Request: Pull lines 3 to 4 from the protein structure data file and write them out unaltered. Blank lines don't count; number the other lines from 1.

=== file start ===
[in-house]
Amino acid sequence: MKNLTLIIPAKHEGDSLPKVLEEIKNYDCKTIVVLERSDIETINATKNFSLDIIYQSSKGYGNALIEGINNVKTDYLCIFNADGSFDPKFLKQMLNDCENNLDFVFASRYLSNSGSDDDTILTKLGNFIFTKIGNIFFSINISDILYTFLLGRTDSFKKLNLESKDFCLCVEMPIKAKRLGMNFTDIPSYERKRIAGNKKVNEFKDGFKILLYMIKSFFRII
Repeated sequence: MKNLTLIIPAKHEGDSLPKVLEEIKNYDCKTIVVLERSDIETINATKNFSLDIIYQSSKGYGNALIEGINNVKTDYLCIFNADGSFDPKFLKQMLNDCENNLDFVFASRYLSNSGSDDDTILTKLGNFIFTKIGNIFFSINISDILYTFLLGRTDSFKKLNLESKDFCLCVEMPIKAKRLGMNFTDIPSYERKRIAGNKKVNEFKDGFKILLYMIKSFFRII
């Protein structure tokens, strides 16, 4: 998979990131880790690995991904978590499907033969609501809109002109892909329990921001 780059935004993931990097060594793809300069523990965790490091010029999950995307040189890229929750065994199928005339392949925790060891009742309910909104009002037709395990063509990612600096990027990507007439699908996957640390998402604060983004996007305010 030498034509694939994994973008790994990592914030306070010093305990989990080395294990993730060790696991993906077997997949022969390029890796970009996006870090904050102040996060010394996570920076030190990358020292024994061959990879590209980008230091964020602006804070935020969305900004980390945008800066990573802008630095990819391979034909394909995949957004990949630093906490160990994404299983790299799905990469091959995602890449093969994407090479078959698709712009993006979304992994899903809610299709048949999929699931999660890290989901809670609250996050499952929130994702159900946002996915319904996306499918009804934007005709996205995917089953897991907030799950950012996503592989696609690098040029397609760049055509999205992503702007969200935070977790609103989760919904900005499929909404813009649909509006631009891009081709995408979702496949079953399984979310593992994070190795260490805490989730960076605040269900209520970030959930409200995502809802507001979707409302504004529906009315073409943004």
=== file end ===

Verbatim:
Repeated sequence: MKNLTLIIPAKHEGDSLPKVLEEIKNYDCKTIVVLERSDIETINATKNFSLDIIYQSSKGYGNALIEGINNVKTDYLCIFNADGSFDPKFLKQMLNDCENNLDFVFASRYLSNSGSDDDTILTKLGNFIFTKIGNIFFSINISDILYTFLLGRTDSFKKLNLESKDFCLCVEMPIKAKRLGMNFTDIPSYERKRIAGNKKVNEFKDGFKILLYMIKSFFRII
């Protein structure tokens, strides 16, 4: 998979990131880790690995991904978590499907033969609501809109002109892909329990921001 780059935004993931990097060594793809300069523990965790490091010029999950995307040189890229929750065994199928005339392949925790060891009742309910909104009002037709395990063509990612600096990027990507007439699908996957640390998402604060983004996007305010 030498034509694939994994973008790994990592914030306070010093305990989990080395294990993730060790696991993906077997997949022969390029890796970009996006870090904050102040996060010394996570920076030190990358020292024994061959990879590209980008230091964020602006804070935020969305900004980390945008800066990573802008630095990819391979034909394909995949957004990949630093906490160990994404299983790299799905990469091959995602890449093969994407090479078959698709712009993006979304992994899903809610299709048949999929699931999660890290989901809670609250996050499952929130994702159900946002996915319904996306499918009804934007005709996205995917089953897991907030799950950012996503592989696609690098040029397609760049055509999205992503702007969200935070977790609103989760919904900005499929909404813009649909509006631009891009081709995408979702496949079953399984979310593992994070190795260490805490989730960076605040269900209520970030959930409200995502809802507001979707409302504004529906009315073409943004």